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Why Do Credit Scores Matter So Much?

Lisett Comai-Legrand

Lisett Comai-Legrand About The Author

Jan 23, 2018 7:12:00 AM

There is a lot of talk about credit scores lately. You see ads online and on television about knowing, tracking, and improving your score constantly. However, with all of this information circulating, you don't really see a lot of concrete answers to the question "Why do credit scores matter?" Here we show you exactly what the impact of your score is. 

Below we illustrate just how much your score impacts not only your loan rate, but in turn your payment and the total interest paid over the life of the loan. This example below shows the impact of a credit score on a $20,000 auto loan with a 60 month (5 year) term. 

Credit Score Impact on a Loan:

While the interest rates in the chart above are not reflective of any specific financial institution, they are still an accurate reflection of the "Risk Based Pricing"model used by the majority of financial institutions to set interest rates on their loan products.  They use  this model to compensate for risk. The traditional logic is, the higher the score, the less risky the loan and conversely, the lower the score, the riskier the loan is to the financial institution. The more potential risk, the higher the interest rate is set to compensate for the potential loss, should the borrower not repay the loan in full.  

Impact for Excellent Credit Scores:

A score above 730 is considered "Excellent" and lenders will have no issues lending to someone with this score. Someone with this score will pay the lowest interest rate available at their financial institution of choice

Impact for Good to Fair Credit Scores:

The scores under 730 but over 600 fall into what is considered "Good to Fair" scores. The majority of people have a credit score in this range. Most lenders consider these acceptable scores and most will lend to people with scores in this range without issue. However, you will pay a higher interest rate than someone with an "Excellent" score, as you can see in the chart above.  It would benefit you to try to increase your score to save yourself anywhere between $500 to $5,000 over the life of the loan.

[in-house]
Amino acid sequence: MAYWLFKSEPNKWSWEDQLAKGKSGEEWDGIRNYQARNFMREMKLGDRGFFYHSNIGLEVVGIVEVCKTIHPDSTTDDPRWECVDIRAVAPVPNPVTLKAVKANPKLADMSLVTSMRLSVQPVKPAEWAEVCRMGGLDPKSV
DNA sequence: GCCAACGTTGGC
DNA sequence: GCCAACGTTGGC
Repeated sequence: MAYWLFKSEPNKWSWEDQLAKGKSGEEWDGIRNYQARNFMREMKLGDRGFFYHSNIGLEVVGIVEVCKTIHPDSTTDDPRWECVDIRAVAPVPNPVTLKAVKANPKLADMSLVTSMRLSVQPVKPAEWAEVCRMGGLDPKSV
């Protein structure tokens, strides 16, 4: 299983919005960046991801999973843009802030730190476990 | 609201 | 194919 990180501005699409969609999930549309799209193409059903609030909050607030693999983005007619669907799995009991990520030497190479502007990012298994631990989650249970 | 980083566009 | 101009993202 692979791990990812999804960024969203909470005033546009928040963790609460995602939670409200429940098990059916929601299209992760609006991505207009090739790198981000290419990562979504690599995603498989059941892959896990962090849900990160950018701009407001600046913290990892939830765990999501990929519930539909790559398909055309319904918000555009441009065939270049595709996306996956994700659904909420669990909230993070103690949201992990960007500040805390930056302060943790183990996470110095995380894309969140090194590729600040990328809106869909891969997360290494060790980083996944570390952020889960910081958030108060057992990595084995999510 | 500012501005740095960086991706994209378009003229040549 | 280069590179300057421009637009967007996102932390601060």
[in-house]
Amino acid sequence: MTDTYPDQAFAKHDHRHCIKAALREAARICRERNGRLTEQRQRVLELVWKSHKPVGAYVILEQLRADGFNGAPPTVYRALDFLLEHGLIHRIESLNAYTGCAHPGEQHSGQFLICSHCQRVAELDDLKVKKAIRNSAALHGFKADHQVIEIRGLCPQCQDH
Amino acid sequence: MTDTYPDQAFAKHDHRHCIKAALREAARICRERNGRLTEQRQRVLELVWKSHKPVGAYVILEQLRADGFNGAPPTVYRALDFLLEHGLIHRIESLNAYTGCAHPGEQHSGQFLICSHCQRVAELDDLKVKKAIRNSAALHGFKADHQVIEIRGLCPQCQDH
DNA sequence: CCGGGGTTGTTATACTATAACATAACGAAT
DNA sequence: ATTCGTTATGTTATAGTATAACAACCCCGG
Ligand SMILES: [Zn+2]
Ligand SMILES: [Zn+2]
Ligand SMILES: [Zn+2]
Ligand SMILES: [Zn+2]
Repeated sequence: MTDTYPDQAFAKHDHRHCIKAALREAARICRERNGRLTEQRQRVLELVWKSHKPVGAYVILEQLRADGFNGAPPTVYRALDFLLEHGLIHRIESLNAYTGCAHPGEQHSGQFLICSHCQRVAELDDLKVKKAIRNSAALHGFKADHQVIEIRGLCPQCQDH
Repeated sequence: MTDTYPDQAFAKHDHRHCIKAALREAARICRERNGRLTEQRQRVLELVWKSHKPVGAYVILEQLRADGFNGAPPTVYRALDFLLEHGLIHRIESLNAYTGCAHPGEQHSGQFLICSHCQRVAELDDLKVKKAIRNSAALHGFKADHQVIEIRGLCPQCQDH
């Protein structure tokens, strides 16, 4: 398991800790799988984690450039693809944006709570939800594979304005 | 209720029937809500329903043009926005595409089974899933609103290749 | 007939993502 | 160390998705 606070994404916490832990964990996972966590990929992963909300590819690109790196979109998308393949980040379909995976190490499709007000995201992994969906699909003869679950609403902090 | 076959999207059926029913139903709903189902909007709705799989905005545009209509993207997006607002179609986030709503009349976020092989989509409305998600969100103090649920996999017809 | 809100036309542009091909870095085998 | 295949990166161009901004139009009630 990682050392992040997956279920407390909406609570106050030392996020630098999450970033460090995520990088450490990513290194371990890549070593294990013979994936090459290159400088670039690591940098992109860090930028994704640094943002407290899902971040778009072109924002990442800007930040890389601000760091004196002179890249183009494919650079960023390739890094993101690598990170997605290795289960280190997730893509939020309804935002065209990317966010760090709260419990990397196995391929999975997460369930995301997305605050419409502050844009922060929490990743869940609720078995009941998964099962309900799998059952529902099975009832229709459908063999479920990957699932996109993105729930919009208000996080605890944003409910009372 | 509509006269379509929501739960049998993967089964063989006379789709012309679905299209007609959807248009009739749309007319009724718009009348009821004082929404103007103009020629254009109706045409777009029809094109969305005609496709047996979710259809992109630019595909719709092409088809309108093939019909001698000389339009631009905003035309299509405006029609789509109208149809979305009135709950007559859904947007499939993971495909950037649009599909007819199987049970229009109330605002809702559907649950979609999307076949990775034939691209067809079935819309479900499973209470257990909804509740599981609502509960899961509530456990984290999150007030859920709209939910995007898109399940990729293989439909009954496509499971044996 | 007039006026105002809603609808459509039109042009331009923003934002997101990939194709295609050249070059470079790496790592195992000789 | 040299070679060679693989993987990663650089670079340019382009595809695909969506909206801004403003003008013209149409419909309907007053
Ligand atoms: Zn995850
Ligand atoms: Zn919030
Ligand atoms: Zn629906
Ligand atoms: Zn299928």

Impact for Poor Credit Scores:

A score under 600 is considered "Poor", many lenders will not extend a loan to someone with a score this low.  Those that do extend credit at this score will require a significantly higher interest rate than even someone with "Fair" credit. For example, a borrower with a credit score of 549 and below will pay $10,442.60 in total interest over the life of their loan. If the borrower were to improve their score, and move to the 550-599 range, they would pay $8,519.82, saving almost $2,000 just by increasing their credit score by a few points. 

In Summary:

Now that you understand how credit scores impact your interest rates, monthly payments, and total payments over the life of a loan, it is important to take steps to improve it to save yourself money.  The best place to start is to access your free annual credit report and review it with an expert at your financial institution.  

Do you know what it will take to pay off your credit cards? 
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We do our best to provide helpful information but we cannot guarantee the accuracy or completeness of the information presented in the article, under no circumstance does the information provided constitute legal advice. You are responsible for independently verifying the information if you intend to use it in any way. Additionally, the content is not intended to be reflective of First Alliance Credit Union’s products or services, for accurate and complete details about our product and service information you must speak to an advisor at First Alliance Credit Union.